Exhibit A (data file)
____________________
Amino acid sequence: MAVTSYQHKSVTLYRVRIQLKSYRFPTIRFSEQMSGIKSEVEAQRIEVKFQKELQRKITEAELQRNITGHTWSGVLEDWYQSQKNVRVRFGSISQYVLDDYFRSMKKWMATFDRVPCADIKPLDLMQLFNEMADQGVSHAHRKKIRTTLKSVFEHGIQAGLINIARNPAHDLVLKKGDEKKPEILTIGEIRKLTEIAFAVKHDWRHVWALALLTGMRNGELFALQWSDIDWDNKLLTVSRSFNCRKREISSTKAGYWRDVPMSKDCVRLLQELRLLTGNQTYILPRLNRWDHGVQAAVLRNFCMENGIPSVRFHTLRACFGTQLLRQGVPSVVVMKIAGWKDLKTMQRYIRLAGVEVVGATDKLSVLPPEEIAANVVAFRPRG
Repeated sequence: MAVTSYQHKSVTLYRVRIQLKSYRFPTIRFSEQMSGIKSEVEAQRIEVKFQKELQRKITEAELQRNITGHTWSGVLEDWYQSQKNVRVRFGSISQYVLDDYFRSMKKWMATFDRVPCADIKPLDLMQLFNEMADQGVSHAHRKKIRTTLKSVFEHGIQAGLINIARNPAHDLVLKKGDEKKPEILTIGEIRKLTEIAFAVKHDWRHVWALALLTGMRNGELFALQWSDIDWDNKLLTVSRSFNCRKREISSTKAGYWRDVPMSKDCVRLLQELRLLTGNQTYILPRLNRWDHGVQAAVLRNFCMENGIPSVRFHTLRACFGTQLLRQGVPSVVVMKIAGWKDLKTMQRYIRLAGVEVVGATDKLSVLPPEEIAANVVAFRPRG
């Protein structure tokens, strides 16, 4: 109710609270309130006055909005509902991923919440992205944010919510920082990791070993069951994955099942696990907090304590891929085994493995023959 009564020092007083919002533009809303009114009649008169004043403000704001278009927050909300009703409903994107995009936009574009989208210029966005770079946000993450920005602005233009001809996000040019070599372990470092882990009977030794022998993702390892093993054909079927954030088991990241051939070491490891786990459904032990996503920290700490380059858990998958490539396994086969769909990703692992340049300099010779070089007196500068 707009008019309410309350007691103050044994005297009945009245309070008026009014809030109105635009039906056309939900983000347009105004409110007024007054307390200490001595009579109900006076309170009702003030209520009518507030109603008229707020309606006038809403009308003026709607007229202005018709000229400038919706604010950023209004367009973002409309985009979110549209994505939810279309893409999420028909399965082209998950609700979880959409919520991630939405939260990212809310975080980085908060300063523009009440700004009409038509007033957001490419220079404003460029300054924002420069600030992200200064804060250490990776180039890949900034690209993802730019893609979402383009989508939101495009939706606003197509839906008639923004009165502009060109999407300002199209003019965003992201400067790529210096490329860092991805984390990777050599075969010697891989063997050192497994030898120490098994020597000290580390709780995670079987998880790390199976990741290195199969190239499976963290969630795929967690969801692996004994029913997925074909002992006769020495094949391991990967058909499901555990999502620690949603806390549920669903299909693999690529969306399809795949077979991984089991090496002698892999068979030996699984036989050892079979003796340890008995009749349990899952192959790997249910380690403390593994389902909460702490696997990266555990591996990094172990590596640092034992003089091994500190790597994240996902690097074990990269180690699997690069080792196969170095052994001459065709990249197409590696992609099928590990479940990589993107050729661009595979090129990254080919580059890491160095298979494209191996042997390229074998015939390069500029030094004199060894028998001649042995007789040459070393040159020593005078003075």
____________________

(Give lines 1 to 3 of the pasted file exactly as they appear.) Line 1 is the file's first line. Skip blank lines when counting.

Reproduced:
Amino acid sequence: MAVTSYQHKSVTLYRVRIQLKSYRFPTIRFSEQMSGIKSEVEAQRIEVKFQKELQRKITEAELQRNITGHTWSGVLEDWYQSQKNVRVRFGSISQYVLDDYFRSMKKWMATFDRVPCADIKPLDLMQLFNEMADQGVSHAHRKKIRTTLKSVFEHGIQAGLINIARNPAHDLVLKKGDEKKPEILTIGEIRKLTEIAFAVKHDWRHVWALALLTGMRNGELFALQWSDIDWDNKLLTVSRSFNCRKREISSTKAGYWRDVPMSKDCVRLLQELRLLTGNQTYILPRLNRWDHGVQAAVLRNFCMENGIPSVRFHTLRACFGTQLLRQGVPSVVVMKIAGWKDLKTMQRYIRLAGVEVVGATDKLSVLPPEEIAANVVAFRPRG
Repeated sequence: MAVTSYQHKSVTLYRVRIQLKSYRFPTIRFSEQMSGIKSEVEAQRIEVKFQKELQRKITEAELQRNITGHTWSGVLEDWYQSQKNVRVRFGSISQYVLDDYFRSMKKWMATFDRVPCADIKPLDLMQLFNEMADQGVSHAHRKKIRTTLKSVFEHGIQAGLINIARNPAHDLVLKKGDEKKPEILTIGEIRKLTEIAFAVKHDWRHVWALALLTGMRNGELFALQWSDIDWDNKLLTVSRSFNCRKREISSTKAGYWRDVPMSKDCVRLLQELRLLTGNQTYILPRLNRWDHGVQAAVLRNFCMENGIPSVRFHTLRACFGTQLLRQGVPSVVVMKIAGWKDLKTMQRYIRLAGVEVVGATDKLSVLPPEEIAANVVAFRPRG
């Protein structure tokens, strides 16, 4: 109710609270309130006055909005509902991923919440992205944010919510920082990791070993069951994955099942696990907090304590891929085994493995023959 009564020092007083919002533009809303009114009649008169004043403000704001278009927050909300009703409903994107995009936009574009989208210029966005770079946000993450920005602005233009001809996000040019070599372990470092882990009977030794022998993702390892093993054909079927954030088991990241051939070491490891786990459904032990996503920290700490380059858990998958490539396994086969769909990703692992340049300099010779070089007196500068 707009008019309410309350007691103050044994005297009945009245309070008026009014809030109105635009039906056309939900983000347009105004409110007024007054307390200490001595009579109900006076309170009702003030209520009518507030109603008229707020309606006038809403009308003026709607007229202005018709000229400038919706604010950023209004367009973002409309985009979110549209994505939810279309893409999420028909399965082209998950609700979880959409919520991630939405939260990212809310975080980085908060300063523009009440700004009409038509007033957001490419220079404003460029300054924002420069600030992200200064804060250490990776180039890949900034690209993802730019893609979402383009989508939101495009939706606003197509839906008639923004009165502009060109999407300002199209003019965003992201400067790529210096490329860092991805984390990777050599075969010697891989063997050192497994030898120490098994020597000290580390709780995670079987998880790390199976990741290195199969190239499976963290969630795929967690969801692996004994029913997925074909002992006769020495094949391991990967058909499901555990999502620690949603806390549920669903299909693999690529969306399809795949077979991984089991090496002698892999068979030996699984036989050892079979003796340890008995009749349990899952192959790997249910380690403390593994389902909460702490696997990266555990591996990094172990590596640092034992003089091994500190790597994240996902690097074990990269180690699997690069080792196969170095052994001459065709990249197409590696992609099928590990479940990589993107050729661009595979090129990254080919580059890491160095298979494209191996042997390229074998015939390069500029030094004199060894028998001649042995007789040459070393040159020593005078003075």